Omicron tilts the Market
Stock markets around the world have fallen after Moderna Chief cast doubts on the effectiveness of vaccines against the new coronavirus variant.
The emergence of the Omicron has kept global markets on tenterhooks, struggling to process the little, often contradictory information on the new COVID-19 variant. Over the past week, the Omicron variant of COVID-19 has given investors flashbacks to early 2020, when the pandemic first hit, upending lives and economies.
Market participants find themselves in the uncomfortable position of figuring out how their bottom lines will be affected by the new variant. Investors are keeping an eye on Omicron which has rattled markets in recent weeks.
The World Health Organization (WHO) on Wednesday said the variant could change the course of the pandemic. Scientists worldwide are scrambling to determine just how contagious and lethal the Omicron is, and how effective would existing vaccines be against this new variant.
While preliminary evidence from South Africa, where the variant was first identified, may suggest that the symptoms of the Omicron are milder than that of the delta strain, the WHO’s technical lead on COVID-19 said it is “too early to conclude” that.
While it’s hard to say yet what impact the Omicron could have on public health, there are three major market trends that will most likely occur in the coming term.
The Market saw a downfall
In the U.S., both the Dow Jones Industrial Average and the broader S&P 500 share indexes closed 1.9% lower. The tech-focused Nasdaq lost 1.6%.
The falls also reflect remarks made by the chairman of the Federal Reserve suggesting that the emergence of the new variant would worsen the uncertainty around economic recovery and inflation.
European markets, which were already feeling the pressure from the outbreak of the Delta variant, are now facing a more severe issue. Most investors feel the volatility will persist in the coming weeks but are looking for investment opportunities amid the turbulence whilst protecting their portfolios.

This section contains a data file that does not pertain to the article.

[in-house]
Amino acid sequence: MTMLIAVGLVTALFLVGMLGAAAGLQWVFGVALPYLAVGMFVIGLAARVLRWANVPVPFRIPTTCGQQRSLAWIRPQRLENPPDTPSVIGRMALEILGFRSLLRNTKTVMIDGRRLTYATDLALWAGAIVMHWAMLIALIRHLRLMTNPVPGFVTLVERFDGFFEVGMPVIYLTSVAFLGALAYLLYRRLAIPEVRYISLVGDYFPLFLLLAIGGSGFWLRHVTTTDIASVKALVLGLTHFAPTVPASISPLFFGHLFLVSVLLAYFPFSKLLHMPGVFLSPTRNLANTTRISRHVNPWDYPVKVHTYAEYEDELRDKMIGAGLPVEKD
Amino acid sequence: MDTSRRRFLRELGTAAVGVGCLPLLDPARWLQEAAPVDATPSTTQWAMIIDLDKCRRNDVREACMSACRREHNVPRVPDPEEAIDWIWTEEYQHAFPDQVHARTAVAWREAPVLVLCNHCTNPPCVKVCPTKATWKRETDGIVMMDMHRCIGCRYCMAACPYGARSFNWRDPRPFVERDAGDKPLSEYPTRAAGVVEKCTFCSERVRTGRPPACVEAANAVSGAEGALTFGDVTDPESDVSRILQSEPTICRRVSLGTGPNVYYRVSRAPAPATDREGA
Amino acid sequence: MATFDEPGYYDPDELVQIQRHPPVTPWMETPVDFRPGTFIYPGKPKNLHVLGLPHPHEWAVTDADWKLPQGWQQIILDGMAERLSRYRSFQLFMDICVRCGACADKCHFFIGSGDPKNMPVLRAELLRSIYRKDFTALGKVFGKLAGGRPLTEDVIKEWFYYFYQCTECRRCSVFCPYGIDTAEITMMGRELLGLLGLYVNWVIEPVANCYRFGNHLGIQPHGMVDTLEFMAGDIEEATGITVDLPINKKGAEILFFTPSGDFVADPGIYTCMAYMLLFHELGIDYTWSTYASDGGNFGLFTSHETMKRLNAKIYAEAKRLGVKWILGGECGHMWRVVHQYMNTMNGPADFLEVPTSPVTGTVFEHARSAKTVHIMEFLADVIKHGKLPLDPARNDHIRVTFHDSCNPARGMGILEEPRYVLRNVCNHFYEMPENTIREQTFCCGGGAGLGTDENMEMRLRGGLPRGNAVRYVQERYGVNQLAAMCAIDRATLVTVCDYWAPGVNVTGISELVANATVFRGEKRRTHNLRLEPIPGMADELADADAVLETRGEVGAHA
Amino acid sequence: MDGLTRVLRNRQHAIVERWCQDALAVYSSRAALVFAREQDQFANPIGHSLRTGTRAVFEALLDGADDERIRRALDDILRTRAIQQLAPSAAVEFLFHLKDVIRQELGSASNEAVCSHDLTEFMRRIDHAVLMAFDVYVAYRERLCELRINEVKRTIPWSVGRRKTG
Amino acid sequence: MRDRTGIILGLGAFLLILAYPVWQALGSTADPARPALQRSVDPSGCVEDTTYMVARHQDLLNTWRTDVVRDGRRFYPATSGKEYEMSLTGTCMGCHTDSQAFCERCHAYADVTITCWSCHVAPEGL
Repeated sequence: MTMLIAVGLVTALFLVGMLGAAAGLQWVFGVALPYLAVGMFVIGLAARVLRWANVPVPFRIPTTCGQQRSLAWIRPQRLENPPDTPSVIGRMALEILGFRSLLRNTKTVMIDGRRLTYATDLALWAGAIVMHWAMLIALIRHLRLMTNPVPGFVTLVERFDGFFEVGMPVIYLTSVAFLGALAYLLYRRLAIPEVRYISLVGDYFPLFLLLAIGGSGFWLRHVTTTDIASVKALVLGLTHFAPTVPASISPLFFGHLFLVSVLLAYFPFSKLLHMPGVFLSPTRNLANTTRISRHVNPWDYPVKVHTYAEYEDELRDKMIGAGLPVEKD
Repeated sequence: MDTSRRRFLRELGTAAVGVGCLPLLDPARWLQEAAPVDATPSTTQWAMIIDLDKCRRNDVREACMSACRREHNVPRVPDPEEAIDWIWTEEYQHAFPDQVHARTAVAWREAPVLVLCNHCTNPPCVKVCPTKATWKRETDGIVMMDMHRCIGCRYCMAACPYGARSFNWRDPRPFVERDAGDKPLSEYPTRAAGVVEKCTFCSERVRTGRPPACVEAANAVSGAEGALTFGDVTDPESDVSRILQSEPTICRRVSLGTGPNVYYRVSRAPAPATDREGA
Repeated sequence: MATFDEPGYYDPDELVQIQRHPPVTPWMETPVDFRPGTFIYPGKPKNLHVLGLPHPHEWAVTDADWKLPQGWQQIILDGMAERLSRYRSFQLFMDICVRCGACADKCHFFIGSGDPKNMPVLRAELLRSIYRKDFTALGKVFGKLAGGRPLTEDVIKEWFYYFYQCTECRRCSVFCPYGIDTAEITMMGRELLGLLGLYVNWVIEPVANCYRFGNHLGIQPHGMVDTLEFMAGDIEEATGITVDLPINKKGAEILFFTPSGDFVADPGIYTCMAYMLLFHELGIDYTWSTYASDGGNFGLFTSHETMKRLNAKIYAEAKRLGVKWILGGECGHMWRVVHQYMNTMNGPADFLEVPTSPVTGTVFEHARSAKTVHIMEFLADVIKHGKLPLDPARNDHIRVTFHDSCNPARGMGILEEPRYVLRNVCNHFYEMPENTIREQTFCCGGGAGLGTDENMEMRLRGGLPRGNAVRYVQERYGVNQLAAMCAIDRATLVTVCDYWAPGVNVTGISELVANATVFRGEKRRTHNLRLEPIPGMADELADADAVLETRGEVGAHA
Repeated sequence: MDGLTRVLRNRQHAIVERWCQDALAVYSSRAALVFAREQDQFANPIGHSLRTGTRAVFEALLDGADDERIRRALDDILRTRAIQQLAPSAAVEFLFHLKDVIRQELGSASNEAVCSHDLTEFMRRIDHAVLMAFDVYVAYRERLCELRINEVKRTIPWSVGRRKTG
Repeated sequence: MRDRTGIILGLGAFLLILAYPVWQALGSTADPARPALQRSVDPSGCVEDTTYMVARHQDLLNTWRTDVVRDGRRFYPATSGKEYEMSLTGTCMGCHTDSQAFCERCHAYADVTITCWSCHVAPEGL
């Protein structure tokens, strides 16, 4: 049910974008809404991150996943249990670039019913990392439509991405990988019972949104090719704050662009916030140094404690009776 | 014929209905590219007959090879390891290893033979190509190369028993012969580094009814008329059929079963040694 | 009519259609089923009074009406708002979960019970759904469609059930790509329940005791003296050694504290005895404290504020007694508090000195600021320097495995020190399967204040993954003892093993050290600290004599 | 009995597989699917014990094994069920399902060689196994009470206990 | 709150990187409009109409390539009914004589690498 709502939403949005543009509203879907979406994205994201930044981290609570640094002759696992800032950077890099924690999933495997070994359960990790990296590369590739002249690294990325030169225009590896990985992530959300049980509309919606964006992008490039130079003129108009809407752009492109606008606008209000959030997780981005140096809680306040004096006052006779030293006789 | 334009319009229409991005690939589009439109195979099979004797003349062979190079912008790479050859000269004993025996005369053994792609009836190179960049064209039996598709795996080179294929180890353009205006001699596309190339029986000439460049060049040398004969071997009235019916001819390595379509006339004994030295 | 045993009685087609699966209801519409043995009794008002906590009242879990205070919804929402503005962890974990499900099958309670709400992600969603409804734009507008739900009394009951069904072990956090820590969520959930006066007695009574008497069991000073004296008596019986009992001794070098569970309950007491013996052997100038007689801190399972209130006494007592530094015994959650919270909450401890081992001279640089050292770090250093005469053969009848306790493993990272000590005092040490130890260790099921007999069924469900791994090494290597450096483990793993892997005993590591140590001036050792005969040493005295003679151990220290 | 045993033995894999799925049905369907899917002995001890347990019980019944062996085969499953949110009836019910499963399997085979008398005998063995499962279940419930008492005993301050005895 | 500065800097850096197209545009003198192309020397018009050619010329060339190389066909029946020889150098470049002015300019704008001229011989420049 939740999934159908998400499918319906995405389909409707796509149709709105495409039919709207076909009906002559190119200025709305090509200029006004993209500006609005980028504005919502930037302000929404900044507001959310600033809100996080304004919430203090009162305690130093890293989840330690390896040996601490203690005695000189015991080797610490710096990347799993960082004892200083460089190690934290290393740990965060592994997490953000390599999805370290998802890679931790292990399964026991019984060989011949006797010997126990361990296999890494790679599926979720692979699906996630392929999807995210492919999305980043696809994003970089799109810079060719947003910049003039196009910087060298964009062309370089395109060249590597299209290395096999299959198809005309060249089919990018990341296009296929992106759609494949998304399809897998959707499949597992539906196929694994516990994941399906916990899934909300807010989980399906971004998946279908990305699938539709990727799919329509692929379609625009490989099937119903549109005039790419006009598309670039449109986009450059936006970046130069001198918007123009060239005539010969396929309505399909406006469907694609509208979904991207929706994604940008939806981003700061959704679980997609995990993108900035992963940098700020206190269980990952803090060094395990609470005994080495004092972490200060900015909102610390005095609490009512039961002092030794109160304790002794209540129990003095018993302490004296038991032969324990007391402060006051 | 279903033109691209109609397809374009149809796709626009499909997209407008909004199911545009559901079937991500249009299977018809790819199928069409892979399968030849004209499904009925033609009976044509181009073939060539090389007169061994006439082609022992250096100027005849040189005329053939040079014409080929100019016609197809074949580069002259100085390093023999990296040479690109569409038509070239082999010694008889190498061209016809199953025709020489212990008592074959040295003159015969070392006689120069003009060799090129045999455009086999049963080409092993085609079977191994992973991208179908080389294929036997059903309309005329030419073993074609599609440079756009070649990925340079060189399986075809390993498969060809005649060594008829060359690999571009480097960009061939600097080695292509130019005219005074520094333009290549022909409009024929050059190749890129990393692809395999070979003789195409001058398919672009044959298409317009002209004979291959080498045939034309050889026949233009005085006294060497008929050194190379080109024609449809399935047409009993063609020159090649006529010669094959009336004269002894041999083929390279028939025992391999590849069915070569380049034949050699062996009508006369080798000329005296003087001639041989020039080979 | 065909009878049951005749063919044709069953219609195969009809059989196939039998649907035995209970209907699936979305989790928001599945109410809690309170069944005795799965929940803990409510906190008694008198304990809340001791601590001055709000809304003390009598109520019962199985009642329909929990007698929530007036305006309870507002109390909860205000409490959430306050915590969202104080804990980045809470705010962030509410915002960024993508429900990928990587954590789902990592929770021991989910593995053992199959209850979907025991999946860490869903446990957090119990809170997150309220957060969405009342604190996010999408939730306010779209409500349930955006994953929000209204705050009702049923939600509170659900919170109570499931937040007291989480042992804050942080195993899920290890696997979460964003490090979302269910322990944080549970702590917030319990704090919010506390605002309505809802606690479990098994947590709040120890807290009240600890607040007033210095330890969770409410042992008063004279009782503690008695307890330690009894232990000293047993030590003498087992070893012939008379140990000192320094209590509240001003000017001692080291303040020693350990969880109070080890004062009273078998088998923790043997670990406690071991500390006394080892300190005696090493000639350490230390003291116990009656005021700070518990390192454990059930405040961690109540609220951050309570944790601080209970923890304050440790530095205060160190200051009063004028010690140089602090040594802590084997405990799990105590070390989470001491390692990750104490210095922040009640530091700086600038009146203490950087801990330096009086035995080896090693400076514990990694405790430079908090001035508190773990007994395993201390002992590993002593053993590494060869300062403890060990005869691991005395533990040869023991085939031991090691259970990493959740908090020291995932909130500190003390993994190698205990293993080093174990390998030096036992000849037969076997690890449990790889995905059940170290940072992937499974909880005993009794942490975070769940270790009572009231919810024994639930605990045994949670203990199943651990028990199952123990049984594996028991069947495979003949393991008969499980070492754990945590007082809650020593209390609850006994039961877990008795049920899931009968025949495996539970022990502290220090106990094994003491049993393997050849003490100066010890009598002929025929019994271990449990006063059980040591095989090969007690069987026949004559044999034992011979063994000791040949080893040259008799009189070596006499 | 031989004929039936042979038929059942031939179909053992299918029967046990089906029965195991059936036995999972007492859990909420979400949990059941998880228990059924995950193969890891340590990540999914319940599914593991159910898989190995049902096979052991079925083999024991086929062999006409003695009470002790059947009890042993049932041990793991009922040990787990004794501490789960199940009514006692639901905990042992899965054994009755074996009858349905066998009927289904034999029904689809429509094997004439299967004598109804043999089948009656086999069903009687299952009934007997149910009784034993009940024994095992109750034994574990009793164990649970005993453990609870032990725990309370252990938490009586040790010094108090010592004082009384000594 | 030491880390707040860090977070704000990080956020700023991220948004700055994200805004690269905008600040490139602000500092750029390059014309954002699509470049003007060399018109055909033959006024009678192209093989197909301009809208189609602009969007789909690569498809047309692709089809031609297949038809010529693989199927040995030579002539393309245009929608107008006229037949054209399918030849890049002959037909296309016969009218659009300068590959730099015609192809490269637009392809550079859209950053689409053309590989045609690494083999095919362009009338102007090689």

Inflation could get worse
The concern with the Omicron is that it will cause further manufacturing delays in factories around the world, increasing supply shortages which would then raise prices of the goods that are produced. With top-line inflation at a 31-year-high, Federal Reserve Chair Jerome Powell has finally admitted that high inflation will remain longer than expected. Investors should brace for more expensive prices over the next 18 months or so. Short-term rotation from risk assets including equities to safe-haven assets, such as government bonds, could continue. This would be partly driven by rising hawkish momentum amongst developed market central banks. They could also shift their focus back to reassuring markets about their commitment to protecting growth, away from the threat of inflation.
The Omicron response
The World Health Organization (WHO) has said it could take weeks to determine the severity of infections caused by the Omicron, and how much protection current vaccines offer.
The University of Oxford said there was no evidence suggesting the ineffectiveness of current vaccines against the Omicron. However, they are ready to rapidly develop an updated version of its vaccine with AstraZeneca if necessary.
Moderna and fellow drugs firms BioNTech and Johnson & Johnson are working on vaccines that specifically target the Omicron in case existing shots prove to be incompetent.